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Author Topic: Is the Orthodox Church really true?  (Read 12827 times) Average Rating: 0
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Robb
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« Reply #90 on: May 25, 2010, 12:51:50 AM »

Well it seems to me that the OO's would have an even bigger problem in my ecclesiastical worldview then do the EO's.  Am I really supposed to believe that the true fullness of the Christian faith is to be found only in scattered communities in Egypt, Armenia, parts of Syria and India (Plus their respective Diaspora's around the world)?  The largest group of OO's seem to be the Armenians who, from my personal experience are very clannish and not so welcoming of outsiders whom they seem to feel would pollute their already diminishing bloodline.  The Copts though are very friendly and, from what I've heard open to missionary work amongst their fellow Moslem Egyptians. 

It just doesn't seem possible to me that God Almighty would have let his one true Church become so diminished in the way that the OO's are presently (Was their ever a time when they were the majority faith or, at least had large numbers of believers amongst Christians?).
Here's a question for you:
Could all three Churches OO, EO, RC be "true" to some very large extent, but none of the three has the ideal absolute 100% true "truth" that you may be looking for?


If that were the case, then it seems that scriptures lie about the Church being the pillar and foundation of truth.



No, It just means that the Church is all broken up due to human weakness, but the truth is that God is love and he loves us and wants to reconcile use to himself through his grace which comes out of the sacraments/Mysteries of the Church.  It seems to me that some people have a problem with this definition of the Church because the have ulterior motives to just faith in Christ.  Some people want to use the Church as a weapon to beat others over the head with in order to make themselves feel more superior to others.  They take every little statement and anathema that clerics in past centuries have hurled against one another and society and try to pretend that these are still binding and relevant by today's standards.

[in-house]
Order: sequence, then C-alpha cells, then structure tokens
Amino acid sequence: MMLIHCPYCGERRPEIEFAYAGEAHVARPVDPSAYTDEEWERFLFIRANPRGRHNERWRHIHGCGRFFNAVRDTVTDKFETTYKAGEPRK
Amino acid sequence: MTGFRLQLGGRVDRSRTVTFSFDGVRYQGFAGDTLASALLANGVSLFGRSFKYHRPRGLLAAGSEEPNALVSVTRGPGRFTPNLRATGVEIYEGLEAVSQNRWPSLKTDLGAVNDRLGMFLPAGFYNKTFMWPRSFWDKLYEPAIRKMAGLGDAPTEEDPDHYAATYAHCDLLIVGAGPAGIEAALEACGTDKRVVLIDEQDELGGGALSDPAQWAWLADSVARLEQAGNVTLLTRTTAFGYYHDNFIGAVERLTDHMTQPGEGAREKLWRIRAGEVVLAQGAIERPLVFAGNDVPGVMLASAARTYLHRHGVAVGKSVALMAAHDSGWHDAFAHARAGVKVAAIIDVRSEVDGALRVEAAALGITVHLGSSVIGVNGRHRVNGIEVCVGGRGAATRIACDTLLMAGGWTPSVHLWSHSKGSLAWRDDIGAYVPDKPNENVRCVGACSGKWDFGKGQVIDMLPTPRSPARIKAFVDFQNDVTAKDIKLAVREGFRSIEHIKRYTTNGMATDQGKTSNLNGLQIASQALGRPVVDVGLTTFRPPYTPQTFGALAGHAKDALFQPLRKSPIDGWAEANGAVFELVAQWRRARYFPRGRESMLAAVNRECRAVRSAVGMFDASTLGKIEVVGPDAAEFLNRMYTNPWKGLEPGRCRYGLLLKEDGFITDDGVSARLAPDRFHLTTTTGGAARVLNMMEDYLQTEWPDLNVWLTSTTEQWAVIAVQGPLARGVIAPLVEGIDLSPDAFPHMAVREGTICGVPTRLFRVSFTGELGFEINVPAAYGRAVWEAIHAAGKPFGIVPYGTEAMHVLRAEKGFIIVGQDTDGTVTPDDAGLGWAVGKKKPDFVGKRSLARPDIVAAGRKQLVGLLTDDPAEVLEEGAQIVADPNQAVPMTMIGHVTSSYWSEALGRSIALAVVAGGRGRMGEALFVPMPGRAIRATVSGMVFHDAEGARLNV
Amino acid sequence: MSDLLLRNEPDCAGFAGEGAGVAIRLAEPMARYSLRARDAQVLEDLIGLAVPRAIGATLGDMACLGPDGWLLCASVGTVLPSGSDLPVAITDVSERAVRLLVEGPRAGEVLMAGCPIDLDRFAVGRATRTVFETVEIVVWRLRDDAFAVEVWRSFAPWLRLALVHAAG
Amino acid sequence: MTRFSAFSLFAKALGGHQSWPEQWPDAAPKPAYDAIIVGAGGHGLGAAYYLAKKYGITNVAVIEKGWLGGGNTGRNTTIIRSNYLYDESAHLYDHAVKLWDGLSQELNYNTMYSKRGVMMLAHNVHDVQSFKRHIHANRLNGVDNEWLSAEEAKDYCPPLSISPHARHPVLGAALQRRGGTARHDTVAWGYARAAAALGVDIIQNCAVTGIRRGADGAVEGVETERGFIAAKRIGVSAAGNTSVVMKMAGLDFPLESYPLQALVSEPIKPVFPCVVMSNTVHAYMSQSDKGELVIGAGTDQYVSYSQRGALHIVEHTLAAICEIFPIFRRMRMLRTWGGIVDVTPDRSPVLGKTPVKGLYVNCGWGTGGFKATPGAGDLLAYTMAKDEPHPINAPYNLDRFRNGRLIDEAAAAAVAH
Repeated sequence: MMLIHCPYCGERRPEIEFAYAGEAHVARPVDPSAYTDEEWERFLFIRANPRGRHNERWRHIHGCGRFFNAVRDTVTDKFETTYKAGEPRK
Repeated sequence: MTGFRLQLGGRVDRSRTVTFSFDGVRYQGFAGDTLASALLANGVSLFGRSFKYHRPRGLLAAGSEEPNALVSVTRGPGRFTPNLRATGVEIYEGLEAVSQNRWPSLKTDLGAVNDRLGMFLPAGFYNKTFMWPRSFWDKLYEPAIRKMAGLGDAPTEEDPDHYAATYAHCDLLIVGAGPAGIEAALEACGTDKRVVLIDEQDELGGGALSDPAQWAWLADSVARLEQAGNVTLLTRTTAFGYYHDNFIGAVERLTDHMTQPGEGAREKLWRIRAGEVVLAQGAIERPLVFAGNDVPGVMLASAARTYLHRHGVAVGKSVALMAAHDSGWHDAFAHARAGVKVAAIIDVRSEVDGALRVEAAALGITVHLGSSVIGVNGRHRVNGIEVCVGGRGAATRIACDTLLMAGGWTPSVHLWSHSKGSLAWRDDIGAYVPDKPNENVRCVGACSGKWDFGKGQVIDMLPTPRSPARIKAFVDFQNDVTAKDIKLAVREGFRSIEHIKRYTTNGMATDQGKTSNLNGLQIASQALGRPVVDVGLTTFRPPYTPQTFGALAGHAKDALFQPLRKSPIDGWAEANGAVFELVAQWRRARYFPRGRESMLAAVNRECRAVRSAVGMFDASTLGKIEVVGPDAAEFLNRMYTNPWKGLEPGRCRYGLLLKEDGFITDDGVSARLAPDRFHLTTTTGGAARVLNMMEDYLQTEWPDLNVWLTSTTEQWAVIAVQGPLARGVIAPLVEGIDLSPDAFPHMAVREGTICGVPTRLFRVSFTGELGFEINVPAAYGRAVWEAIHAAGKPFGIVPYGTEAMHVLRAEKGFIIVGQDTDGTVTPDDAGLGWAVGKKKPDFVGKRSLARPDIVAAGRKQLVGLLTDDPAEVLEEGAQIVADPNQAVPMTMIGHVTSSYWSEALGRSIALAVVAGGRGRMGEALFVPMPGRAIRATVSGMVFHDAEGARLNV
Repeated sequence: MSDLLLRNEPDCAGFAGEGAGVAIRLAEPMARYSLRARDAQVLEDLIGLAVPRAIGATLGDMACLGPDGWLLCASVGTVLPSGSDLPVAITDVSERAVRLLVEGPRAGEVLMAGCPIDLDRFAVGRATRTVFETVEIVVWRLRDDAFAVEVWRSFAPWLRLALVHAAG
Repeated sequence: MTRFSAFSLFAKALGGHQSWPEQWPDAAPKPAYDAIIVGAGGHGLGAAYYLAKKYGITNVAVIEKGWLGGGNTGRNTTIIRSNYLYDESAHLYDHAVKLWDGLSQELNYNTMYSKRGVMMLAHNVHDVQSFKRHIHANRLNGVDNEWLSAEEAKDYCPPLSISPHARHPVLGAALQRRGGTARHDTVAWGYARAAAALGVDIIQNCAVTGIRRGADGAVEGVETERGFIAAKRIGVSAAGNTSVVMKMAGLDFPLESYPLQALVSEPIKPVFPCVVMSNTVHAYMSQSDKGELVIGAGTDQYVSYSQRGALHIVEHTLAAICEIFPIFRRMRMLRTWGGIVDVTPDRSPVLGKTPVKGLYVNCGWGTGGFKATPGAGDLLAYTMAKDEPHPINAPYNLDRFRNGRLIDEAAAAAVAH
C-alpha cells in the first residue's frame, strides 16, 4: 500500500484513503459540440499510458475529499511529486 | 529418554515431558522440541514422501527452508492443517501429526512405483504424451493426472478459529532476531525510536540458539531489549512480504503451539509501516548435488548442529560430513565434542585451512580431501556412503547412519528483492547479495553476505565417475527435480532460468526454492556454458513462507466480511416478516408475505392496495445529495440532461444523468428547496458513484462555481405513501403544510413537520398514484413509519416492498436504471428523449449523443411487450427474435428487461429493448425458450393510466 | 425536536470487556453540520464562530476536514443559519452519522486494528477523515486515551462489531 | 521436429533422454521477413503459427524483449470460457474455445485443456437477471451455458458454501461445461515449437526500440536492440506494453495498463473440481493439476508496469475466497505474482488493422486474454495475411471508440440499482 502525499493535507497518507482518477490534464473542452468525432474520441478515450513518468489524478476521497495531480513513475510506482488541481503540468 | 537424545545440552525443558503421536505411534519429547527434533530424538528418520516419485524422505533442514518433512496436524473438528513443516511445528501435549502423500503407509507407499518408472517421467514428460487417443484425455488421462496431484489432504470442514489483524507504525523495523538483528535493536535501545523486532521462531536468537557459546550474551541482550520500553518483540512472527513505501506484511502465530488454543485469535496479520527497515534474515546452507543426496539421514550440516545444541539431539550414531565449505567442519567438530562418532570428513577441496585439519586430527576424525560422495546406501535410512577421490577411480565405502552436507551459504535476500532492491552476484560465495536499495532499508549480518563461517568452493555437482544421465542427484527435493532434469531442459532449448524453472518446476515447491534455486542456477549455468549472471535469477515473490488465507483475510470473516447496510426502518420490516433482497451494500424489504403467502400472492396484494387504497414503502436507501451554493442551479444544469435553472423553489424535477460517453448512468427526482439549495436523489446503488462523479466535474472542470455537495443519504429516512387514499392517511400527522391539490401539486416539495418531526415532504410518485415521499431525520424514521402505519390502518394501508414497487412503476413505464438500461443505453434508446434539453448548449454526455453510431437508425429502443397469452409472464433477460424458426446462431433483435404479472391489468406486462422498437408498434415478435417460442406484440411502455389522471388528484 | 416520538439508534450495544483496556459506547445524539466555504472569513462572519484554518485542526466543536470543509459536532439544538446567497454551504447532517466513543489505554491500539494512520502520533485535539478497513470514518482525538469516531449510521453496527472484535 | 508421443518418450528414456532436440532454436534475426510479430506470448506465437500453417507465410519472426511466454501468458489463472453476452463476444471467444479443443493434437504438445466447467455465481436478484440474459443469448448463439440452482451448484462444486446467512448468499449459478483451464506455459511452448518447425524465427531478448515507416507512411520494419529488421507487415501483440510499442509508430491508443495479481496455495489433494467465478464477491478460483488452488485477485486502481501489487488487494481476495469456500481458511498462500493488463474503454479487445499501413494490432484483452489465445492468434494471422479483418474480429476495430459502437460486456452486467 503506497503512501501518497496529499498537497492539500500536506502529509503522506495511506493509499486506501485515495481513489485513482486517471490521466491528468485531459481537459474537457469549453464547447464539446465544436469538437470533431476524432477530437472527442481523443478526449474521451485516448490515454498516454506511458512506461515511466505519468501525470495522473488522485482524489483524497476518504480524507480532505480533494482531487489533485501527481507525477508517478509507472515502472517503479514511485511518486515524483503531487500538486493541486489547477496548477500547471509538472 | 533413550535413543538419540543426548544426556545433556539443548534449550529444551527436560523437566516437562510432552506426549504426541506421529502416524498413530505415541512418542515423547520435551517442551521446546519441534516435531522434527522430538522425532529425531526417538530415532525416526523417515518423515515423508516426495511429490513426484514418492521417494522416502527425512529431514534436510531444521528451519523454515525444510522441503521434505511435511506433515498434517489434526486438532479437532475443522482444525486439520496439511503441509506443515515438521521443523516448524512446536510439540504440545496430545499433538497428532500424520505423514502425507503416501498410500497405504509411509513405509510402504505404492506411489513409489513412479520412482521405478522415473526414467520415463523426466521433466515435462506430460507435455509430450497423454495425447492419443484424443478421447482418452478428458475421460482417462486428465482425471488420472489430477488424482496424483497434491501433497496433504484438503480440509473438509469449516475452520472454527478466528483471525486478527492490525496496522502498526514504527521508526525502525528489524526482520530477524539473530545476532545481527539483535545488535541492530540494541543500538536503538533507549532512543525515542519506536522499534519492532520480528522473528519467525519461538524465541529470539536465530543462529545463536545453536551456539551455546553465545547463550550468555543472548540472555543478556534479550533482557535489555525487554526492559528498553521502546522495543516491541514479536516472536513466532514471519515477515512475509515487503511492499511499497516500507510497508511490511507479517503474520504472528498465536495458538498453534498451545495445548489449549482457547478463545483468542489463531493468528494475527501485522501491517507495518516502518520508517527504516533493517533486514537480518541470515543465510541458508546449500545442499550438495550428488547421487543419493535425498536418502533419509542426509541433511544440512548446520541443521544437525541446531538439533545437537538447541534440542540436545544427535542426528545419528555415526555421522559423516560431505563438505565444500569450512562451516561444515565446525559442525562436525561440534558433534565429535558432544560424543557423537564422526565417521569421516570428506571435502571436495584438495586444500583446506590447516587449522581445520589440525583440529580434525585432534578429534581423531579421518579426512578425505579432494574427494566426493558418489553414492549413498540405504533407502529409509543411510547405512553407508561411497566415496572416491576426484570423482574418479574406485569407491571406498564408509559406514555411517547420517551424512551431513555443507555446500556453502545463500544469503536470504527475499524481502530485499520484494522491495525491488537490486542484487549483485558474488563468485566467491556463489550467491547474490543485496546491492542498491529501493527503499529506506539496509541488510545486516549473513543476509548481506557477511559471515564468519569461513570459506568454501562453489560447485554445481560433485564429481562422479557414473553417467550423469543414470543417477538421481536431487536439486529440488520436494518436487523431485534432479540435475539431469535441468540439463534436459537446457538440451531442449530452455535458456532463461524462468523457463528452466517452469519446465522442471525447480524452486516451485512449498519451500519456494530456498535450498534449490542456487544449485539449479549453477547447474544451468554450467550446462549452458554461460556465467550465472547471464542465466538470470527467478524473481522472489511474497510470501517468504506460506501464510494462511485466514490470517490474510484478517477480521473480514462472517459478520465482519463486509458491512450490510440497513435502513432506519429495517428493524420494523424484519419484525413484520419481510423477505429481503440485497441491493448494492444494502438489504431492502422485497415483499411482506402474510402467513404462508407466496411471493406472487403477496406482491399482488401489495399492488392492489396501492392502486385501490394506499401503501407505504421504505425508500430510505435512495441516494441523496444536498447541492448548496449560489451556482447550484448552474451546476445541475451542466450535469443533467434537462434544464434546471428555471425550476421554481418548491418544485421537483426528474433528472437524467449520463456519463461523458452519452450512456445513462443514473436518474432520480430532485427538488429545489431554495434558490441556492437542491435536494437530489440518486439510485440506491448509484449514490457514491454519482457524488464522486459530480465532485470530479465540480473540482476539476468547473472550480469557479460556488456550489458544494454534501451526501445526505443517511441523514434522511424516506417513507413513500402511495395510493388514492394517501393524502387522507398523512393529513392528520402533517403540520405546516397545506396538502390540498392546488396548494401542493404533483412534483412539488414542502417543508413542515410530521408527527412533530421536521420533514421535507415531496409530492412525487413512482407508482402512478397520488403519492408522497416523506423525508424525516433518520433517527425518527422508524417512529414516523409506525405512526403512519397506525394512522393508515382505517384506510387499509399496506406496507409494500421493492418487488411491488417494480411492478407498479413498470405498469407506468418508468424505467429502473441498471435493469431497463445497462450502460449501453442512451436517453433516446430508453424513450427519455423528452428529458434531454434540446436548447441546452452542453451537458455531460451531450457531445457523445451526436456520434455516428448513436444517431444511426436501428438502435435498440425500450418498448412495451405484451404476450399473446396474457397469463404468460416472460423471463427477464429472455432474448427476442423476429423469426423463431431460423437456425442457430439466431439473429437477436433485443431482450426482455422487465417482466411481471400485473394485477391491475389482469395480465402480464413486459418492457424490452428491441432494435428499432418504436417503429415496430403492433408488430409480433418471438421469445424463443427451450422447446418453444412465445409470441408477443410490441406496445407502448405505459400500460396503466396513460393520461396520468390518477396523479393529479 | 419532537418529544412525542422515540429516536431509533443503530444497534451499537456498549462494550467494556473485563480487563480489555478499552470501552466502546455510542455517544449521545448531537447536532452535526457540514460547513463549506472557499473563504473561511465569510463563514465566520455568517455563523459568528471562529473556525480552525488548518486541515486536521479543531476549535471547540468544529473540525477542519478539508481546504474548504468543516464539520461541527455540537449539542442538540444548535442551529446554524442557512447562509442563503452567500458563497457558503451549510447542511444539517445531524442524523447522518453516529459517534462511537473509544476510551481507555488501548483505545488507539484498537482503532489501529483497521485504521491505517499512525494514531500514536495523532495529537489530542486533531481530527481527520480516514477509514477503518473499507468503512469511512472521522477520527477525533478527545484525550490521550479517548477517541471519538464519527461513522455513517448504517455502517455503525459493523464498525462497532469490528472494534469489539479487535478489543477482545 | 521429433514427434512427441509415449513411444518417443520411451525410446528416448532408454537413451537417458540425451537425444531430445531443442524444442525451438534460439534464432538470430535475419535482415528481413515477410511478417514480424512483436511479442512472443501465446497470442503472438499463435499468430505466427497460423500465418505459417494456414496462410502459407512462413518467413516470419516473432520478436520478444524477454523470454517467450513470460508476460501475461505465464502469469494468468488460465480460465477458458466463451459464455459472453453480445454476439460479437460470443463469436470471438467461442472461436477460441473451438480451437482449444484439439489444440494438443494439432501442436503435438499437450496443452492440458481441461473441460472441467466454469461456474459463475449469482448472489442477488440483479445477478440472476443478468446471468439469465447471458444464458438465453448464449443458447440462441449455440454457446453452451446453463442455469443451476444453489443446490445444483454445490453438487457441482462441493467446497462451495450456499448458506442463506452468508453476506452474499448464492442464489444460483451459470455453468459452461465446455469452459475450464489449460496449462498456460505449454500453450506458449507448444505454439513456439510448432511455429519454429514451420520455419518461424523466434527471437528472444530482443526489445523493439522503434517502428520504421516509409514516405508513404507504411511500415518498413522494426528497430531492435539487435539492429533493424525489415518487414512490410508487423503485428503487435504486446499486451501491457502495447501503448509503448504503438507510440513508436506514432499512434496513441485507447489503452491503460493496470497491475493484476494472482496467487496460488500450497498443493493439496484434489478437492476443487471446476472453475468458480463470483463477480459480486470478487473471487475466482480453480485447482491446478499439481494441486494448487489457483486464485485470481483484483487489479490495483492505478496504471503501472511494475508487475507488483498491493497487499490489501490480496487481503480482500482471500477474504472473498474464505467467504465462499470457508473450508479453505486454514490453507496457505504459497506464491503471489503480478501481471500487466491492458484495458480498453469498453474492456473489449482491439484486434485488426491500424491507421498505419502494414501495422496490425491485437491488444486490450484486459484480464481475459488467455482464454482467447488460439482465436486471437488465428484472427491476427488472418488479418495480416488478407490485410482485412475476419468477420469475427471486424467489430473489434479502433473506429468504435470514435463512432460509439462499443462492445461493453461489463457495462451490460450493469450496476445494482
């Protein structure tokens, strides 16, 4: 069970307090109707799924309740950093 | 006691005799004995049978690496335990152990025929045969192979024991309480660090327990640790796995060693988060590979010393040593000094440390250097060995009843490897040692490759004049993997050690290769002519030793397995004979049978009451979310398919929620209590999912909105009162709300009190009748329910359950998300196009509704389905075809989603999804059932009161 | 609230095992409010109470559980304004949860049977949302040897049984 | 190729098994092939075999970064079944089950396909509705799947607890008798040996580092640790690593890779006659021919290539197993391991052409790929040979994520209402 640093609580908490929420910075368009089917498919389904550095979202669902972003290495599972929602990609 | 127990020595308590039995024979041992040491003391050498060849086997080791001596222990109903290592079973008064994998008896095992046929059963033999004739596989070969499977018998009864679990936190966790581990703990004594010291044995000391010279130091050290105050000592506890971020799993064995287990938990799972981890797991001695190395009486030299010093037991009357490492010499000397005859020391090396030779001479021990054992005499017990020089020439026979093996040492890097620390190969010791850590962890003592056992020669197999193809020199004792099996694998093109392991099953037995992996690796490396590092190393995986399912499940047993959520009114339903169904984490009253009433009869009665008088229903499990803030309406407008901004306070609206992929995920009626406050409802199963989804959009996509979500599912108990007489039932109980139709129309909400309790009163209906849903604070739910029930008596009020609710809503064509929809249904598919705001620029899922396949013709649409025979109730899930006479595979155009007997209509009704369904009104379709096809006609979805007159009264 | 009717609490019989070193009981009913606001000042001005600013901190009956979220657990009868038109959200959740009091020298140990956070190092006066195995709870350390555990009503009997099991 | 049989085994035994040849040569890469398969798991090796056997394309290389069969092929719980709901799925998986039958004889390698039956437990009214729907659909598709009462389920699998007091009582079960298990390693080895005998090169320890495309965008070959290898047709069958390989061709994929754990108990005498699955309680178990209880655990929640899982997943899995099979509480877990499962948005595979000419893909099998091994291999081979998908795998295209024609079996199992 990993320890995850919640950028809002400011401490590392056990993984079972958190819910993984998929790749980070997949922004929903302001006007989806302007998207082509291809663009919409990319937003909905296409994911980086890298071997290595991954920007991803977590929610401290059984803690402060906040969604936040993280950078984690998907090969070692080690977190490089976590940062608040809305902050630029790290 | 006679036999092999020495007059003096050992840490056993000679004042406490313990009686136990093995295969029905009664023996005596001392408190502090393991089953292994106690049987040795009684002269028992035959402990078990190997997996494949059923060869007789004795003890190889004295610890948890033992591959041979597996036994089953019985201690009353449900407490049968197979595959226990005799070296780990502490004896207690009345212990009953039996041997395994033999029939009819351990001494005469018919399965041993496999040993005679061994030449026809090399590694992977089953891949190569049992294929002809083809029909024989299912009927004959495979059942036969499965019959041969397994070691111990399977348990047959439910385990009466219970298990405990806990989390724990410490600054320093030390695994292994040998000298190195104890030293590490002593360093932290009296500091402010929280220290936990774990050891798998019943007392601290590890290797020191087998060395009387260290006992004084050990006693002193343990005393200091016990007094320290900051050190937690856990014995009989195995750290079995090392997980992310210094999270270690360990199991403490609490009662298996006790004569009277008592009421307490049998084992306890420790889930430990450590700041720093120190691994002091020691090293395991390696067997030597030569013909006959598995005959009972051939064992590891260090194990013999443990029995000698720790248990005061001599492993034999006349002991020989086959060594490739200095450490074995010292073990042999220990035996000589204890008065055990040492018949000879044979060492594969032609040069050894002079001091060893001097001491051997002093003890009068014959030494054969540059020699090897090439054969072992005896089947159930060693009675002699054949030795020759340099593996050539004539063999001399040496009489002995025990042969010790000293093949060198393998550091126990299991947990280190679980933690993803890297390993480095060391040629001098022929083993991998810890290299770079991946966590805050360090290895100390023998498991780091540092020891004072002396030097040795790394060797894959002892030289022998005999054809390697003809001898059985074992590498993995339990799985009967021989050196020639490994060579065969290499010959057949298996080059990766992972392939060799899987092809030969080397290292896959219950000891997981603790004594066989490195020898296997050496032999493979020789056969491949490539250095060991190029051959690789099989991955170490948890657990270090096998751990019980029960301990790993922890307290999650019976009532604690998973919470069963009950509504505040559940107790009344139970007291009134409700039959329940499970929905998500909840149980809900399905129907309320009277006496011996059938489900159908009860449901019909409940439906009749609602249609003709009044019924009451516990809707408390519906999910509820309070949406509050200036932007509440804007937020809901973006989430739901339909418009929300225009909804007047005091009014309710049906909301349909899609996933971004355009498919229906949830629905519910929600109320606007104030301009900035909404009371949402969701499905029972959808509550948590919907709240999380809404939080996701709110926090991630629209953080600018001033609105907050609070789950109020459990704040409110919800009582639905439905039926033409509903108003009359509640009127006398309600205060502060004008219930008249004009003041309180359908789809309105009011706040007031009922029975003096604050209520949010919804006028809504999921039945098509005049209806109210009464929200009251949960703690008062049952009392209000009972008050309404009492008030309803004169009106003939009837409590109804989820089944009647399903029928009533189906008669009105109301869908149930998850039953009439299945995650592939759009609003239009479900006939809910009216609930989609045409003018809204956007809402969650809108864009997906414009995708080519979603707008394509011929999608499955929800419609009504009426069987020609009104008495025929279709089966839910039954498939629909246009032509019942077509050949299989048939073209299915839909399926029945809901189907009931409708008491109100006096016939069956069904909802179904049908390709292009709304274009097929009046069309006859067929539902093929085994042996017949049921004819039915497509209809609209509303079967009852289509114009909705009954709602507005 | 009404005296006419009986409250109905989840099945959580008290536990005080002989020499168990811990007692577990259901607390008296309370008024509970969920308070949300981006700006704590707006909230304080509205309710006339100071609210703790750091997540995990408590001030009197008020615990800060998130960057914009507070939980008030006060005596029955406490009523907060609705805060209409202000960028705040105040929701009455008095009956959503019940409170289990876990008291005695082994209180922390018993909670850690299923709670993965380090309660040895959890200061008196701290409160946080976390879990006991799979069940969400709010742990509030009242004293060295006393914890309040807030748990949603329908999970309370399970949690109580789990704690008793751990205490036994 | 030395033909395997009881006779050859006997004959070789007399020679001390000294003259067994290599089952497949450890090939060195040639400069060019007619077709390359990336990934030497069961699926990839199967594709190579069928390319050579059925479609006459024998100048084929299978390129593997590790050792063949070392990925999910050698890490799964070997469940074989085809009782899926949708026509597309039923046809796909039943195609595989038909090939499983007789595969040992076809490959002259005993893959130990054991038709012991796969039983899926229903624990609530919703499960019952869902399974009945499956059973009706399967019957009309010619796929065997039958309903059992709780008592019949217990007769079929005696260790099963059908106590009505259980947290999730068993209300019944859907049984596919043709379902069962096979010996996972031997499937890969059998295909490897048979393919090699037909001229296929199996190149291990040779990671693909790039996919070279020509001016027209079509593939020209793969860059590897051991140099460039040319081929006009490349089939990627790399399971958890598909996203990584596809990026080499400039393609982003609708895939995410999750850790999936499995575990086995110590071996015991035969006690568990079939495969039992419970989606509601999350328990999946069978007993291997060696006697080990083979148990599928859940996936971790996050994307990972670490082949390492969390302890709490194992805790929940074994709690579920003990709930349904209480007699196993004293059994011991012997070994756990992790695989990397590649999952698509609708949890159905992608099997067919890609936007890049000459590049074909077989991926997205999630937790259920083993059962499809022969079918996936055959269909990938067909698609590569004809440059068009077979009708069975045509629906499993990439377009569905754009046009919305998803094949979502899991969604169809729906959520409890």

I agree that at times people do use the Church as a weapon like this. But does misuse of the truth mean that its no longer truth?
It is not just the "misuse" of truth, it concerns the changing definition about what is the true teaching.
Let’s look at the past “true” teachings of the EO, OO, and RC churches:
Ephesians: 6:5 “Slaves, obey your earthly masters with respect and fear, and with sincerity of heart, just as you would obey Christ.”
Colossians 3:22:” Slaves, obey your earthly masters in everything; and do it, not only when their eye is on you and to win their favor, but with sincerity of heart and reverence for the Lord.”
1Peter 2:18: “Slaves, submit yourselves to your masters with all respect, not only to those who are good and considerate, but also to those who are harsh.”
In my personal opinion, this true teaching has changed and it is no longer considered to be the true teaching of any one of the three Churches that, for example, A beautiful black African female slave has to submit herself to her harsh white European slave master. Recall that in America, white European Catholic priests bought and held black African slaves as did many white Catholic laypeople in the south.


I agree entirely.  Over the course of centuries certain concepts and ideas once held to be true by all Christians have long since been discarded as mere cultural reflections from Scripture writers.  The same goes with the once widely held belief that Christians ought to submit blindly to any authority no matter how unjust and cruel they were, especially if that authority claimed to be sanctioned by a Christian Church.  We now live in an age that emphasizes such concepts as human dignity and personal liberty more then any past age.  People are seen as having an invaluable right to stand up and decry ill treatment on any number of issues ranging from unfair taxation to exploitation of workers, to basic health benefits.  The early Christians lived in a society which was very different as well as much harsher from the one that most humans (Even those in Third World nations) live in today.  They probably could have never imagined the great social and political changes that have occurred in the past 2,000 years and, no doubt will continue to occur through the centuries to come.  This does not make Christianity any less true, it only means that certain ideas which were once considered acceptable no longer are.  Maybe this might be the best argument for the RC concept of a living magisterial to guide the faithful?